A federal appeals court panel has unanimously thrown out a lawsuit accusing President Donald Trump of violating the Constitution by continuing to do business with foreign and state governments while serving as president.
The 4th Circuit Court of Appeals ruled that the State of Maryland and the District of Columbia — who joined together to file the suit against Trump in 2017 — lacked legal standing to object to his alleged violations of the Constitution’s clauses prohibiting receipt of so-called “emoluments” while in office.
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Writing for the court, Judge Paul Niemeyer concluded that the case turned on unduly speculative claims that the Washington, D.C. and Maryland governments were being harmed by people favoring Trump’s D.C. hotel in order to curry favor with him.
“The District and Maryland’s theory of proprietary harm hinges on the conclusion that government customers are patronizing the Hotel because the Hotel distributes profits or dividends to the President, rather than due to any of the Hotel’s other characteristics,” Niemeyer wrote.
“Such a conclusion, however, requires speculation into the subjective motives of independent actors who are not before the court, undermining a finding of causation.”
Niemeyer indicated that the Trump name may be more of a liability for the luxury hotel at this point, than a benefit.
“Indeed, there is a distinct possibility — which was completely ignored by the District and Maryland, as well as by the district court — that certain government officials might avoid patronizing the Hotel because of the President’s association with it,” the judge wrote.
Trump quickly celebrated the decision and even seemed to adopt the court’s suggestion that serving as president was hurting the Trump businesses.
“Word just out that I won a big part of the Deep State and Democrat induced Witch Hunt,” Trump wrote on Twitter. “Unanimous decision in my favor from The United States Court of Appeals For The Fourth Circuit on the ridiculous Emoluments Case. I don’t make money, but lose a fortune for the honor of ….serving and doing a great job as your President (including accepting Zero salary!).”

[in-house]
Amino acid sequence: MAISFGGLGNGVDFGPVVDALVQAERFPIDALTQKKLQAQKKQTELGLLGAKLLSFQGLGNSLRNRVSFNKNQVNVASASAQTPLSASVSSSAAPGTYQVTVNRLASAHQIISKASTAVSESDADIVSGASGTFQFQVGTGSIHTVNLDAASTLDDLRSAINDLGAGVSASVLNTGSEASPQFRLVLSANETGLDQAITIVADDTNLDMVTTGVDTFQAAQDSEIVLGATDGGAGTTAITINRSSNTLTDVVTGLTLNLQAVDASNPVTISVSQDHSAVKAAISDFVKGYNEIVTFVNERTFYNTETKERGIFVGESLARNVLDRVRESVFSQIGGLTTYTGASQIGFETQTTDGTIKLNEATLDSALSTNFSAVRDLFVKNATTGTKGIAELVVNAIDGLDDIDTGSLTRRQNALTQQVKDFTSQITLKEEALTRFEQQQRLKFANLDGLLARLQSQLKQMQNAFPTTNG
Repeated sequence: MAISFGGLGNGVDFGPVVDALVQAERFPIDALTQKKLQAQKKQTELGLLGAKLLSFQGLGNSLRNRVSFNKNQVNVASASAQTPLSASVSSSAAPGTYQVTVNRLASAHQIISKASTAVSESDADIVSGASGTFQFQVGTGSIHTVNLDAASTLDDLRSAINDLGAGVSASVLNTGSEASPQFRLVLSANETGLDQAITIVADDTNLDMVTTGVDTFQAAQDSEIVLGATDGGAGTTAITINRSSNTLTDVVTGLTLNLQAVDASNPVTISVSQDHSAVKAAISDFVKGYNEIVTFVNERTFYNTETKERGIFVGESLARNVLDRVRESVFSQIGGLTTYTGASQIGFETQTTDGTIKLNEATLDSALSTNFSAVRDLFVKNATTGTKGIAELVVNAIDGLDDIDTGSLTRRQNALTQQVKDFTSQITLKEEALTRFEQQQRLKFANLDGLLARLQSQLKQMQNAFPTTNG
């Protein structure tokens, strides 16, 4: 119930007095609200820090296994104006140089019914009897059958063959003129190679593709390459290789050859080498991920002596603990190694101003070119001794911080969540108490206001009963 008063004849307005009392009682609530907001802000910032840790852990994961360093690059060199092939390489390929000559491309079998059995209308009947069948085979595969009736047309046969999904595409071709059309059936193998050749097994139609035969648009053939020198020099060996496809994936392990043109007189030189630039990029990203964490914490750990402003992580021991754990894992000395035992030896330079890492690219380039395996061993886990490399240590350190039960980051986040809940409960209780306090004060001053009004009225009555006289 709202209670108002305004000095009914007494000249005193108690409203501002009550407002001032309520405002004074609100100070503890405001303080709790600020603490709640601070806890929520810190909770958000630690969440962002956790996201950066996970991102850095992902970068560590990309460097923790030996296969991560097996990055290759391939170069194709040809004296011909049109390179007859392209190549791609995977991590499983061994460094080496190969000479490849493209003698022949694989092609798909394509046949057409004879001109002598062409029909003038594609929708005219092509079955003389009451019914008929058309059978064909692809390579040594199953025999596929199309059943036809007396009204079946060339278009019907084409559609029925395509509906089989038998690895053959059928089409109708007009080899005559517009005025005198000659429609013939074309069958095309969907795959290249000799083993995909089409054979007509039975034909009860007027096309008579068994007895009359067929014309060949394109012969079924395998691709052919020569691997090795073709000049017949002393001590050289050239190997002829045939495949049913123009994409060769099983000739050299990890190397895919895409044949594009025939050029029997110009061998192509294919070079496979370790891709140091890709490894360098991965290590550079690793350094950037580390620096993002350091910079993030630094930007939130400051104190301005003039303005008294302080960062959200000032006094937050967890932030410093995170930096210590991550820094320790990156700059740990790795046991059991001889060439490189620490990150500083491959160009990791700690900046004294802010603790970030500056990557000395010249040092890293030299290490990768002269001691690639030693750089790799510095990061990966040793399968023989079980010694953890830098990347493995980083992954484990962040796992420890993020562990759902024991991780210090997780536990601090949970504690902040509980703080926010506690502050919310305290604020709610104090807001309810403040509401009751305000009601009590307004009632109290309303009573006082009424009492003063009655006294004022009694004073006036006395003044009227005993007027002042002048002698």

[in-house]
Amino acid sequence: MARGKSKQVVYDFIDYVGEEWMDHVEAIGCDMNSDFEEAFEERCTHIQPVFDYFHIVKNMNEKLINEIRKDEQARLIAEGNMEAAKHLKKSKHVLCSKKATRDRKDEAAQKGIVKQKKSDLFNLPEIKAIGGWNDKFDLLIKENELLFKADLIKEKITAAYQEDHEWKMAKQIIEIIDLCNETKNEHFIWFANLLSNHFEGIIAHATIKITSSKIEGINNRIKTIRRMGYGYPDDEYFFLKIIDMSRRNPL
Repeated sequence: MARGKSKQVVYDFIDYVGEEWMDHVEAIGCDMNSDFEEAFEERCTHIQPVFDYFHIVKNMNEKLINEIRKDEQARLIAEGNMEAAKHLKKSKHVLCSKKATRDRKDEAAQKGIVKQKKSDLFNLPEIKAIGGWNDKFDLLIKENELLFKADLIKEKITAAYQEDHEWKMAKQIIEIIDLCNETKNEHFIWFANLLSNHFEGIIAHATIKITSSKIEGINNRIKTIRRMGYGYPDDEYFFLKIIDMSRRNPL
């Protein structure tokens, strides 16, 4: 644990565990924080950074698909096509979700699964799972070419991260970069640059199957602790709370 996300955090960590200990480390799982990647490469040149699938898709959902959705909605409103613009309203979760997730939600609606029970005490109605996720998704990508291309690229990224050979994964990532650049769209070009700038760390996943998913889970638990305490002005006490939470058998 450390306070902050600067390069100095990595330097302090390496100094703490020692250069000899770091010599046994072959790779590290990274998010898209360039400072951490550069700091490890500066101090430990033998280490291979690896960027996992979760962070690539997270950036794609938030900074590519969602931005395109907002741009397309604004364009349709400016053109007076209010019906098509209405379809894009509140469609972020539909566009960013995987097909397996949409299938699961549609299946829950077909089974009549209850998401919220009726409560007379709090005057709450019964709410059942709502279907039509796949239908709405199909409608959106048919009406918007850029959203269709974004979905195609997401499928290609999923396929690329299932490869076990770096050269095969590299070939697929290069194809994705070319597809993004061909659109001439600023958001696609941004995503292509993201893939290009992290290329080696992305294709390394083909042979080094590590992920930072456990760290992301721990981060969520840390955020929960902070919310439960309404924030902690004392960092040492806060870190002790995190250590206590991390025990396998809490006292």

Trump attorney Jay Sekulow also hailed the ruling, writing in a statement that “the decision states that there was no legal standing to bring this lawsuit in the first place” and that “This latest effort at Presidential harassment has been dismissed with prejudice.”
The Justice Department, too, celebrated the outcome.
“We are pleased that the Fourth Circuit unanimously decided to dismiss this extraordinarily flawed case,” Justice Department spokeswoman Kelly Laco said in a statement. “The court correctly determined that the plaintiffs improperly asked the courts to exceed their constitutional role by reviewing the President’s compliance with the Emoluments Clauses.”
Much of the appeals court decision painted the suit as fruitless because it would be difficult to discourage people from patronizing the hotel because of a perceived connection with Trump even if a court ordered him to disgorge any related income.
“Even if government officials were patronizing the Hotel to curry the President’s favor, there is no reason to conclude that they would cease doing so were the President enjoined from receiving income from the Hotel,” Niemeyer added. “After all, the Hotel would still be publicly associated with the President, would still bear his name, and would still financially benefit members of his family. In short, the link between government officials’ patronage of the Hotel and the Hotel’s payment of profits or dividends to the President himself is simply too attenuated.”
Niemeyer said the problems Maryland and D.C. lawyers had explaining just what kind of order they wanted the district court to issue underscored the problems with the suit.
“The District and Maryland have manifested substantial difficulty articulating how they are harmed by the President’s alleged receipts of emoluments and the nature of the relief that could redress any harm so conceived,” Niemeyer wrote. “When plaintiffs before a court are unable to specify the relief they seek, one must wonder why they came to the court for relief in the first place.”
The attorneys general for Marland and the District of Columbia disputed the court’s judgment and pledged to continue to pursue the president for his alleged violations of the Constitution’s emoluments clause.
“We think that this panel of the Fourth Circuit Court of Appeals got it wrong. Although the court described a litany of ways in which this case is unique, it failed to acknowledge the most extraordinary circumstance of all: President Trump is brazenly profiting from the Office of the President in ways that no other President in history ever imagined and that the founders expressly sought—in the Constitution—to prohibit,” attorneys general Karl Racine of the District of Columbia and Brian Frosh of Maryland wrote in a joint statement. “We have not and will not abandon our efforts to hold President Trump accountable for violating the Nation’s original anti-corruption laws.”